Activists have called for former deputy minister of higher education and training Mduduzi Manana to step down as an ANC MP after he was sentenced to 12 months' imprisonment or a R100 000 fine.
"We are calling on President Jacob Zuma, this man can no longer sit as a member of Parliament. We can't have women beaters sitting in the highest office of the land," Not In My Name chairperson Siyabulela Jentile said outside court.
Manana was sentenced in the Randburg Magistrate's Court on Monday.
The gallery was filled with family, friends and supporters clad in ANC T-shirts.
Manana appeared calm during sentencing proceedings. Magistrate Ramsamy Reddy ordered Manana to undergo 500 hours of community service at an organisation called Valued Citizens Initiative and to complete an anger management programme.
Reddy had also ordered Manana to pay all compensation fees to the three women he attacked at a night club in August.
Manana had to pay Noluthando Mahlaba R5 014.20, Mandisa Duma R20 263.34 and Thina Mapipa an amount of R1 403.92.
The payments needed to be made within seven days.
'No one is above the law'
"No one has shown any remorse towards the victims. The man showed us that he is arrogant," Jentile said.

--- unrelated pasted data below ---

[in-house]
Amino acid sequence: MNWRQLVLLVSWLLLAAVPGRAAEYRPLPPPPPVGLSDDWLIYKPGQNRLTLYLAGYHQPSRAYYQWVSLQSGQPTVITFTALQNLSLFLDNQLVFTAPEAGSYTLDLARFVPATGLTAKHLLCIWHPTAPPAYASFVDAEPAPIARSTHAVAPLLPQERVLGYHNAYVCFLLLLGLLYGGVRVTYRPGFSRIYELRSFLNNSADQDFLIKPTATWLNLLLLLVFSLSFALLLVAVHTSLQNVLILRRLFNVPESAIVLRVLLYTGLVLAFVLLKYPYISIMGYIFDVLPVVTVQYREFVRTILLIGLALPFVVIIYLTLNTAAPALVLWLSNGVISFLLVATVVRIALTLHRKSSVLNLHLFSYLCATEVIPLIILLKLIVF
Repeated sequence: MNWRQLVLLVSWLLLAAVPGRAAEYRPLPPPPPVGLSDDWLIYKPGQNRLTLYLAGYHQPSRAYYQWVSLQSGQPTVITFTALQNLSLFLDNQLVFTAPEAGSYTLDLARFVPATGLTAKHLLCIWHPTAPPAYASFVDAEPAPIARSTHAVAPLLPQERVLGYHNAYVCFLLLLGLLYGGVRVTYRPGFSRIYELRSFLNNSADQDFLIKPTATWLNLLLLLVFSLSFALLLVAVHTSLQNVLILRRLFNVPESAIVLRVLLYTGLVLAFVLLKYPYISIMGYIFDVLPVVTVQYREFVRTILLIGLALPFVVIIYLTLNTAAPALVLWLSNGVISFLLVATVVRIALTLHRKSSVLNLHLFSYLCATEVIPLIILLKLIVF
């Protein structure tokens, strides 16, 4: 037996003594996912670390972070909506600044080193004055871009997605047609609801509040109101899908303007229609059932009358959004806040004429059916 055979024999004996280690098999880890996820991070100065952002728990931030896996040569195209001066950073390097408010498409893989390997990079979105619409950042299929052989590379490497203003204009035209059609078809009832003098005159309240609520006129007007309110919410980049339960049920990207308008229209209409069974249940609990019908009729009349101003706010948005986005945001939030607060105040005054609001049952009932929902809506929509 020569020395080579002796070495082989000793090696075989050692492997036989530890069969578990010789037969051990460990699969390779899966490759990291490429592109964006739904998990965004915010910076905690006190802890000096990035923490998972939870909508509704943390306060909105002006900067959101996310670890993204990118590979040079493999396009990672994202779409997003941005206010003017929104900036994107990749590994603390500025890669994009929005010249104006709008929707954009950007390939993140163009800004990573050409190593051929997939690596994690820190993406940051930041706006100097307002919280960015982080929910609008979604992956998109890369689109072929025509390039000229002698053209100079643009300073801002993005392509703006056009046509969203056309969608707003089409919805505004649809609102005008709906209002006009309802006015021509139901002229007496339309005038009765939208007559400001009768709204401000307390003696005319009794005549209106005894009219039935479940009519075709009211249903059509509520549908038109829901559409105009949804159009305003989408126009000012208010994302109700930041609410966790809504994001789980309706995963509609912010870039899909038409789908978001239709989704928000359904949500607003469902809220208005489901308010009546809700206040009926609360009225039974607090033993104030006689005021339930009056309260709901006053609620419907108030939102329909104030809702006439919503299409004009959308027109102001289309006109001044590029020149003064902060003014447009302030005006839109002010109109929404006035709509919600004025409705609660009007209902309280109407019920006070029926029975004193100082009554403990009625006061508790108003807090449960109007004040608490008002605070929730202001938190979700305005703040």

He said the case against Manana should have been used to send a strong message to people who abuse women.
"This is the point where a strong message should have been sent out that South Africa does not and will not tolerate gender-based violence."
On September 13, Manana was convicted of three counts of assault with intent to do grievous bodily harm after pleading guilty to the charges.
The charges relate to the assault of three the women at Cubana in Fourways on August 6 which was filmed and went viral on social media, sparking a national outcry for his arrest.
Manana claimed he was provoked after one of the women called him "isitabane", a term used derogatively to refer to people in the gay community.
National Prosecuting Authority spokesperson Phindi Mjonondwane said after court proceedings that Manana's case showed that no one was above the law.
"We believe that a few lessons can be drawn from this matter; one of them is that no one is above the law and that violence against women will not be tolerated," Mjonondwane said.